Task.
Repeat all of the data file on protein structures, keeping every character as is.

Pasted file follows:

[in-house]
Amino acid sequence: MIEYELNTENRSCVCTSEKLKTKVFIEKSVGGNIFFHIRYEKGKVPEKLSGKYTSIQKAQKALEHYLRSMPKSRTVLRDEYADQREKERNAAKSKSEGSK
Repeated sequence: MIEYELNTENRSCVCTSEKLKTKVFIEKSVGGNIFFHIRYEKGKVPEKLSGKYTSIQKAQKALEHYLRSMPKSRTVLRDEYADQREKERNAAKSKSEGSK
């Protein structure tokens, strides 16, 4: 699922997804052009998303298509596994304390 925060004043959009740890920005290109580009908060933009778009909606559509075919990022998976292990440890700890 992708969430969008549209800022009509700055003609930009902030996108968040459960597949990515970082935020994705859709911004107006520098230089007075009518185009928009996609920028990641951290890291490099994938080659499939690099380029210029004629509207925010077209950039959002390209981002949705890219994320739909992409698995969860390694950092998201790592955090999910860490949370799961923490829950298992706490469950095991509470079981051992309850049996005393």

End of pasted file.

[in-house]
Amino acid sequence: MIEYELNTENRSCVCTSEKLKTKVFIEKSVGGNIFFHIRYEKGKVPEKLSGKYTSIQKAQKALEHYLRSMPKSRTVLRDEYADQREKERNAAKSKSEGSK
Repeated sequence: MIEYELNTENRSCVCTSEKLKTKVFIEKSVGGNIFFHIRYEKGKVPEKLSGKYTSIQKAQKALEHYLRSMPKSRTVLRDEYADQREKERNAAKSKSEGSK
């Protein structure tokens, strides 16, 4: 699922997804052009998303298509596994304390 925060004043959009740890920005290109580009908060933009778009909606559509075919990022998976292990440890700890 992708969430969008549209800022009509700055003609930009902030996108968040459960597949990515970082935020994705859709911004107006520098230089007075009518185009928009996609920028990641951290890291490099994938080659499939690099380029210029004629509207925010077209950039959002390209981002949705890219994320739909992409698995969860390694950092998201790592955090999910860490949370799961923490829950298992706490469950095991509470079981051992309850049996005393």